In the Garden this week: September 10, 2010

Daphne genkwa looked fantastic last year - but died when I pruned it after flowering

Daphne genkwa looked fantastic last year - but died when I pruned it after flowering

  • The common daphne is odora and does not appreciate hard pruning. Dainty Daphne x burkwoodii can also be touchy. Keep pruning to a light haircut each year rather than a major cut-back. The Himalayan Daphne bholua has a more robust constitution and can get rather large, scruffy and leggy if left to its own devices. This one you can cut back hard. Now is the time to prune those daphnes which are finishing their winter flowering. The beautiful blue Daphne genkwa will be coming into flower soon – don’t even prune this one. I killed a splendid, established specimen last year by cutting it back after flowering.
  • If you can reduce your number of slugs and snails now, you will be reducing the breeding population when they get frisky as spring temperatures warm up.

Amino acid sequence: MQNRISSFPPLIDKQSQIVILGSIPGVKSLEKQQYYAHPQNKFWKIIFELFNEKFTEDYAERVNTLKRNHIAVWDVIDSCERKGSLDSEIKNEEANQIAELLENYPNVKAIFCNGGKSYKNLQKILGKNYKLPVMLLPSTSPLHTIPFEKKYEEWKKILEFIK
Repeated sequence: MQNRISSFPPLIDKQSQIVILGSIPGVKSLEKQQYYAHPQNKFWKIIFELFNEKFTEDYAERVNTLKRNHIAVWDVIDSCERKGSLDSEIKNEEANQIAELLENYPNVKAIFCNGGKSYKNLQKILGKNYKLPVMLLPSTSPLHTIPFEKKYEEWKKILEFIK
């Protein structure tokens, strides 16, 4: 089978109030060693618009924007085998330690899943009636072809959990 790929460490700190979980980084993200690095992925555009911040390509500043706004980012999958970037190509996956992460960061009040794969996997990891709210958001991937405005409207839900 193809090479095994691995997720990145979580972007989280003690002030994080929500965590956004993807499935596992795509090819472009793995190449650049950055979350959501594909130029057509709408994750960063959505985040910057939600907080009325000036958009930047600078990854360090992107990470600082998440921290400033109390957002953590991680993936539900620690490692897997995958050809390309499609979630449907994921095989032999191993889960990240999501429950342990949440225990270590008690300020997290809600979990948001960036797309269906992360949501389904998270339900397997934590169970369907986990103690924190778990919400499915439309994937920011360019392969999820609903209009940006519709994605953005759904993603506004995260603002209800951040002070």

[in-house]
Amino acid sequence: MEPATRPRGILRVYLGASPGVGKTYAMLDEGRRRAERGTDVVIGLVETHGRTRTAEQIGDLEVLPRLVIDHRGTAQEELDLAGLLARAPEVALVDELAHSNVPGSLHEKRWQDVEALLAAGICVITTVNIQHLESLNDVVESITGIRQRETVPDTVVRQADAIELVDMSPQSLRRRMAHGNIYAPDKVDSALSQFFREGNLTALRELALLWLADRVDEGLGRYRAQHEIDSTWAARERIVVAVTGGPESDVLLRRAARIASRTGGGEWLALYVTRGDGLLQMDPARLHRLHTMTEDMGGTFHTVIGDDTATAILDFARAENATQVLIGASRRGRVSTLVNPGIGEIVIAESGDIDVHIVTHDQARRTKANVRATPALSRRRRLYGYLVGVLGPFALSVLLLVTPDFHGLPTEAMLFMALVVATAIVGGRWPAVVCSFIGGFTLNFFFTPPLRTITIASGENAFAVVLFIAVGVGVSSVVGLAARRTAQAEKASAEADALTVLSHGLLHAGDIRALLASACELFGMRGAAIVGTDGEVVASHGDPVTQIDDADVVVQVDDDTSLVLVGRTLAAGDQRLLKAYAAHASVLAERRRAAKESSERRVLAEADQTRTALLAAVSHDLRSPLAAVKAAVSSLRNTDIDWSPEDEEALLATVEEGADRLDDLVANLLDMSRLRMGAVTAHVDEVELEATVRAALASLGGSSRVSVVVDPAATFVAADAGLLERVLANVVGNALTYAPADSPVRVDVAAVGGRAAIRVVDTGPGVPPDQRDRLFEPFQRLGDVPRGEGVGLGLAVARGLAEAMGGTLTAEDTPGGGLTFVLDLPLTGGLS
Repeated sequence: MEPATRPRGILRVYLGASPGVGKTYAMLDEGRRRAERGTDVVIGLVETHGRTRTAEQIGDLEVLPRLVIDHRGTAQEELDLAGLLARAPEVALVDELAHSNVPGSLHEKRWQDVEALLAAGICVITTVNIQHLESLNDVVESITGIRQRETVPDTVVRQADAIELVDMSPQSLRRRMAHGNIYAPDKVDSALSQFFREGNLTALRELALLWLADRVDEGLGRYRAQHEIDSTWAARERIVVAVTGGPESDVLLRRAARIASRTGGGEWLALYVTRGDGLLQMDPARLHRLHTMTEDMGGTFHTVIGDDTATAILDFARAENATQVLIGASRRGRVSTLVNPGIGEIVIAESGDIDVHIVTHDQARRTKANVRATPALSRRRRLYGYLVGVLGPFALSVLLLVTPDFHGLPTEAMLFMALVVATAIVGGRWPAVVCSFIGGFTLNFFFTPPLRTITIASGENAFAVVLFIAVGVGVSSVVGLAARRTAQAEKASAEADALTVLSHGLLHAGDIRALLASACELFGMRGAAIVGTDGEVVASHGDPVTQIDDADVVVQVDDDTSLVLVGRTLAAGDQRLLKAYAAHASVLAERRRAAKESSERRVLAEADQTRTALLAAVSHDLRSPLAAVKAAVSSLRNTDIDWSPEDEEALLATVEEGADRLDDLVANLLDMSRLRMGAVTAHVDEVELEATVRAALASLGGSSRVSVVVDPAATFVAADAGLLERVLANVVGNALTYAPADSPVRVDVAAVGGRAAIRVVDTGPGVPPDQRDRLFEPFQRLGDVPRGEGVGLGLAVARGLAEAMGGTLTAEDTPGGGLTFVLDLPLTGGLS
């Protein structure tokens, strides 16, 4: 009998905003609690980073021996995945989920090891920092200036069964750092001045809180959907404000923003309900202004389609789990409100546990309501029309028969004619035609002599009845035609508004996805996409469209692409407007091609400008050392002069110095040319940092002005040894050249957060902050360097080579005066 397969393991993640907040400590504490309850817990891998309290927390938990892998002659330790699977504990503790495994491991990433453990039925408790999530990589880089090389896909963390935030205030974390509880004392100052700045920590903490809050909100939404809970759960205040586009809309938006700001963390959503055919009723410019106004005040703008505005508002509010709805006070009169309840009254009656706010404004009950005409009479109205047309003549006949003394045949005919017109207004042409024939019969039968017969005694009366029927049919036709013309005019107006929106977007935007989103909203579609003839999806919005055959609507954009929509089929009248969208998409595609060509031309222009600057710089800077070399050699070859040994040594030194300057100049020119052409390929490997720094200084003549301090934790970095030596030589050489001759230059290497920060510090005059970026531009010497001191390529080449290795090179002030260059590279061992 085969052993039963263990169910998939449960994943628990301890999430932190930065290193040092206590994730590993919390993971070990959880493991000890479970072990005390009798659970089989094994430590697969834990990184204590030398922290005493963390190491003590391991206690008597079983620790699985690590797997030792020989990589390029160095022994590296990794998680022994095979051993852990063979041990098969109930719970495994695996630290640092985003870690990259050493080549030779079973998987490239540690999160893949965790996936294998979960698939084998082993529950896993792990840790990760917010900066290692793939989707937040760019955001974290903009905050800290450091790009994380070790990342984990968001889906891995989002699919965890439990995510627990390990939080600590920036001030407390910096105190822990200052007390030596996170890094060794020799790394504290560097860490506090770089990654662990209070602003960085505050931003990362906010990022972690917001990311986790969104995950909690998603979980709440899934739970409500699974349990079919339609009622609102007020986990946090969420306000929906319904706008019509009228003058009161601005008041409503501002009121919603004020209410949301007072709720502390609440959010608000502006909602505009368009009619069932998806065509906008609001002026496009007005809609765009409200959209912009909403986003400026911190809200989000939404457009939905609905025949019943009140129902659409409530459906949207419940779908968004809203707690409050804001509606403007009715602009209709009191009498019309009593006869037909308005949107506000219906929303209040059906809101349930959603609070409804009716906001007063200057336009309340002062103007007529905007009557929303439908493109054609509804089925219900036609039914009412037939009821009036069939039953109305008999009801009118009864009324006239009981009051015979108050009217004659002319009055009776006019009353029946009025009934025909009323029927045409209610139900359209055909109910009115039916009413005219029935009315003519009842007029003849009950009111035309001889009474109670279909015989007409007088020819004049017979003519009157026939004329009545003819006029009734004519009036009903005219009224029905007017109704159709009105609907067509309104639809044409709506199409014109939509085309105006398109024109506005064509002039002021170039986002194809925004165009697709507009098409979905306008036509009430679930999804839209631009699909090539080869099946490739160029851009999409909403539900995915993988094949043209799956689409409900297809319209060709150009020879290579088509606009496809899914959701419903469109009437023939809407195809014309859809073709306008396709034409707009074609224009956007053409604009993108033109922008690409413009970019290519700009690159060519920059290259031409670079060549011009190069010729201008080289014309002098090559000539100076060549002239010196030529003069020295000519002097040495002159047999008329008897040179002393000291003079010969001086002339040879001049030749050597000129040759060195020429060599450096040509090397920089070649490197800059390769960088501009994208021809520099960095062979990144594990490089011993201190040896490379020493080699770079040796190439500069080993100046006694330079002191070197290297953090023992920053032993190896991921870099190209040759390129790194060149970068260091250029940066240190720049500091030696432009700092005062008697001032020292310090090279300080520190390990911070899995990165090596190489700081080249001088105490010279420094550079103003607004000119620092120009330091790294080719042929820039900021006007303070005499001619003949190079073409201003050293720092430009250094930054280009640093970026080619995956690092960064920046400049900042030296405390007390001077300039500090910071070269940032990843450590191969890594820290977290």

• Keep an eye on emerging hostas because you can be sure that all slugs and snails are watching closely for this manna from the soil. Jenny Oakley from Manaia swears by the use of crushed eggshells sprinkled on the crown of the hosta before the leaves unfurl to deter early munchers though she also follows up with bait later. Ringing the plants in sand, coffee grounds, sawdust or anything gritty is said to discourage some slimy predators though Mark is sceptical of this claim. However, the bakers bran liberally sprinkled around plants under attack worked a treat and is an environmentally friendly technique – the birds eat the bloated slugs and snails.
  • It is the last chance to get a crop of late broad beans sown. If you leave it any later, it won’t be worth the effort and space. Get carrots sown soon. Don’t fertilise carrots but they need well cultivated soil to get their roots down. Fresh animal manure is a particular no-no for carrots and causes forking of the carrot and too much leafy top growth.
  • If you want to plant yams, you can be setting them to sprout in trays now. Yams are frost tender but need a long growing season (five to six months) so you want to get them started as soon as the danger of late frosts is over.
  • You can continue lifting and dividing perennials as they come into growth because they have the energy to overcome the havoc and destruction you wreak on their root systems and crowns. If you have many to do, prioritise the spring perennials and then follow up with summer ones like coreopsis, asters and chrysanthemums.